A question about Jewish life in the Diaspora, particularly America: why is it that if you want Jews to feel good about their Judaism the best way to do it is to have someone who is not Jewish compliment us or imitate us?
Since you are here in shul tonight you probably already know that Judaism is a wonderful religious and cultural world in and of itself, that it has wisdom that the world needs, that our ethical teachings are the basis for all of Western Civilization, and that our holidays and rituals are beautiful, meaningful, and inspiring.
You know that we invented the day of rest, the Sabbath, as well as the Ten Commandments, the idea of loving your neighbor as you love yourself; that we originated a systematic and profound dedication to justice, came up with the concept of tithing and giving tzedakah, began the understanding that we are not permitted to stand idly by while our neighbors bleed, and all of the many other moral commitments of monotheism. You know that Jewish food is simply fabulous, that Jewish music is beautiful and extremely diverse, that we invented Hollywood and the movie industry and much of popular music, too. And you know that Jewish humor is, quite simply, the funniest stuff out there and that without Jewish comedians there wouldn't be much to laugh at in America—except, of course, for Congress. And of course we win a ridiculously high percentage of all Nobel Prizes, proving we are really, really smart and deeply dedicated to education.
You even know, if you read this week's parshah, that we invented the concept of a city of refuge, demonstrating a dedication to due process and the rule of just law.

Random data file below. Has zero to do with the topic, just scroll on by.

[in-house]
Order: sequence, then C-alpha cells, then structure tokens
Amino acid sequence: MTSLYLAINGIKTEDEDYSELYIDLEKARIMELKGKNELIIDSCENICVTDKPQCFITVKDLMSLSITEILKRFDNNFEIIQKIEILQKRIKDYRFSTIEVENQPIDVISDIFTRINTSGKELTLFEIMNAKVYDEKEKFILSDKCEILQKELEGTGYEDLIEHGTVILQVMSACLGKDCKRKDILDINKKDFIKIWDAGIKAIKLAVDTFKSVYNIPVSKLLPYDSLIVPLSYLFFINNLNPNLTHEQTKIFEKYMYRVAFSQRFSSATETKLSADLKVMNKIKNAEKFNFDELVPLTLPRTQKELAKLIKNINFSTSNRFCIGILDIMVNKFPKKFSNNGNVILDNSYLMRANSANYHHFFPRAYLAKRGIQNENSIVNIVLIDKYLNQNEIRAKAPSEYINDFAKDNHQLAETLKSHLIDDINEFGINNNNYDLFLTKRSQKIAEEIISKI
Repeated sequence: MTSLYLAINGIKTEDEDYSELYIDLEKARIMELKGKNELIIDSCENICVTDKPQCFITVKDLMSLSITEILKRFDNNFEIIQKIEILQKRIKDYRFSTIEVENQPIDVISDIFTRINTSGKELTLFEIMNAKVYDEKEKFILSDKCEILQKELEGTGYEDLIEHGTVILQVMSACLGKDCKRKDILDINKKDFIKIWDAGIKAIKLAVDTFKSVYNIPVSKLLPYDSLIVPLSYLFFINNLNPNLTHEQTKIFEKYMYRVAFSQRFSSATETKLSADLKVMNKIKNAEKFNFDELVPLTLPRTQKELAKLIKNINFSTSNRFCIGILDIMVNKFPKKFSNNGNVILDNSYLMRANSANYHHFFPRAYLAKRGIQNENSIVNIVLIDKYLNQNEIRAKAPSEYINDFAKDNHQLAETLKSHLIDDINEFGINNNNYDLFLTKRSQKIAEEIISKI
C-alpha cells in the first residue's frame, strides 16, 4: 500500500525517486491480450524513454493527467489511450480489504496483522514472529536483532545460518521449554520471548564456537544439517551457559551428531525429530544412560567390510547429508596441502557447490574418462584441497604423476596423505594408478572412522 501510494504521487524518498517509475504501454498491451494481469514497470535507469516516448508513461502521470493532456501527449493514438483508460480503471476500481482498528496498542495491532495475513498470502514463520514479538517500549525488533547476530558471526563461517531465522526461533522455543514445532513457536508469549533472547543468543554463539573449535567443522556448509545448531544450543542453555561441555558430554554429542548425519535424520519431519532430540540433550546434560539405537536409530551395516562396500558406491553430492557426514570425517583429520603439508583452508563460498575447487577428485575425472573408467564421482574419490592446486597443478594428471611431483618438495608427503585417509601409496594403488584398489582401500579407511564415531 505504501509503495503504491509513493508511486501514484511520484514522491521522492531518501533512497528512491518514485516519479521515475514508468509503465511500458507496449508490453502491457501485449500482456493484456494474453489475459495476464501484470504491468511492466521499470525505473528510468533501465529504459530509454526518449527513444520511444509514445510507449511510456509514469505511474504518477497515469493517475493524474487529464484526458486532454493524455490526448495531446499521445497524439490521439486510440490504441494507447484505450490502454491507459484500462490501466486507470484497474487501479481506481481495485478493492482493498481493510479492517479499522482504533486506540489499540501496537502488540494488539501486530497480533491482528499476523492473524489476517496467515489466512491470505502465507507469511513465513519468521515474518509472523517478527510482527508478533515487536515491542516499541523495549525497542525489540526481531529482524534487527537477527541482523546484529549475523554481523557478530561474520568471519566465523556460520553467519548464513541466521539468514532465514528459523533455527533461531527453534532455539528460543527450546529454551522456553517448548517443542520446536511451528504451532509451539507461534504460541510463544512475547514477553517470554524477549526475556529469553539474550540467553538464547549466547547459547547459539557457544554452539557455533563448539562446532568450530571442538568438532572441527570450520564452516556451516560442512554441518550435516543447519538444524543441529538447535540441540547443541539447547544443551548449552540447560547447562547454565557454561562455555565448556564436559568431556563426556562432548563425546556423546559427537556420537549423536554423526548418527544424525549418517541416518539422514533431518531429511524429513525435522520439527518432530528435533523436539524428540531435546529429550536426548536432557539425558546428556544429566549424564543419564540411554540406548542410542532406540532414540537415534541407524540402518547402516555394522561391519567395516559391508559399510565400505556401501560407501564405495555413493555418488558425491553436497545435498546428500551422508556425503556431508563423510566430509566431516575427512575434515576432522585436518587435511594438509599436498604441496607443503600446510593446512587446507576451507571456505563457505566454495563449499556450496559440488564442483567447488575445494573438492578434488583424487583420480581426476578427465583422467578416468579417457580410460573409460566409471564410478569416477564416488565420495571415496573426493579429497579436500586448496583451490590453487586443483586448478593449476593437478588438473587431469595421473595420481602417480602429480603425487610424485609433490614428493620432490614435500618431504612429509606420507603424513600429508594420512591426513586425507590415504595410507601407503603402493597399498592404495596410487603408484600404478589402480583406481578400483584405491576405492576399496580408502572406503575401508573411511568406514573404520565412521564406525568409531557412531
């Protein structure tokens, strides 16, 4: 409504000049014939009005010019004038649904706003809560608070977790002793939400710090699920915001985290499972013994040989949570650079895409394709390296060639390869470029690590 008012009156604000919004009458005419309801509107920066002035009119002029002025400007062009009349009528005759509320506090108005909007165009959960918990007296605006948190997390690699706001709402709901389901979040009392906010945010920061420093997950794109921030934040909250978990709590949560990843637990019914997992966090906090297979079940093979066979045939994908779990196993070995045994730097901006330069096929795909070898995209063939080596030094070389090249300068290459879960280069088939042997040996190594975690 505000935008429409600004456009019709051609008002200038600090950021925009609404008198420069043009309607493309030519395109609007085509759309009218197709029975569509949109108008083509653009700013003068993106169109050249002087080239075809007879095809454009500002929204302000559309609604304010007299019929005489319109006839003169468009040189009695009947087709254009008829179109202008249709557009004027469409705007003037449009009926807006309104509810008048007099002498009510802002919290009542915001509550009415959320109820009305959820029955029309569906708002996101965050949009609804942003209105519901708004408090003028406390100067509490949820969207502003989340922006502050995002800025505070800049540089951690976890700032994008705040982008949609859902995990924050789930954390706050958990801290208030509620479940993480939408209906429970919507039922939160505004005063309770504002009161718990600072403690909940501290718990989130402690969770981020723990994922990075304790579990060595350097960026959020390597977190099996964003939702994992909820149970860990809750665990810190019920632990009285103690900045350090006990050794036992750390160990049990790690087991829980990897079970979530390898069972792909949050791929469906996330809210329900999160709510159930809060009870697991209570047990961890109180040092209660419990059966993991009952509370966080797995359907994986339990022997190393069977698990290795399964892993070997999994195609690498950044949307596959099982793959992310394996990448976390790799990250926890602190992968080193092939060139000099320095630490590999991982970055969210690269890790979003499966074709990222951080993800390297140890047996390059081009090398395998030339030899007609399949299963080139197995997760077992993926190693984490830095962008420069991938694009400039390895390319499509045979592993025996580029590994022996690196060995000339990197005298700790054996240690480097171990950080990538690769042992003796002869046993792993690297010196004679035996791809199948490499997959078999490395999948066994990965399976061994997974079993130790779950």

But you also know that there are only about 13 million of us Jews in the entire world—15 million if you count very liberally—and that in this world of 7 billion people this makes us a tiny, tiny minority. Persecution and attempted genocide have diminished Jewish population throughout history, while today assimilation and dilution threaten to fade our integrity and influence. And this leads to an interesting problem. For in our eagerness to believe that we Jews are much more important than others think, we sometimes accept stories that aren't, well, exactly credible. We want to believe that other people appreciate all the wonders of Jewish life and lore, and that we are as respected and honored as we deserve to be. And sometimes that makes us easy marks for fantastic tall tales...
There was a great story out in the news last week, a human interest Jewish tale that was both startlingly unlikely and deeply attractive. It was widely reported that the great Jewish text of learning, law, and lore, the Talmud, completed in the 5th century CE in Babylon, today's Iraq, and the most important source of Halakhah, the binding Jewish law of life for Orthodox Jews, is apparently the source of systematic and regular study by the entire nation of South Korea.
Now this is an odd story, on the face of it not quite believable, because while the Talmud is a fabulous, elaborate text but it also extremely difficult to study without a very strong Jewish background. In general, a comprehensive knowledge of Hebrew and Aramaic is essential, and even if you are studying it in translation you really must already know the text of the Torah and rest of the Hebrew Bible well, what Christians call the Old Testament, as well as having a solid knowledge of the Jewish annual festival cycle, life-cycle, prayer rituals, and much more. While children as young as 8 or 9 do study Talmud in the Orthodox world, they also continue to do so for the rest of their lives. There are, after all, some 68 volumes in a standard edition of the Talmud.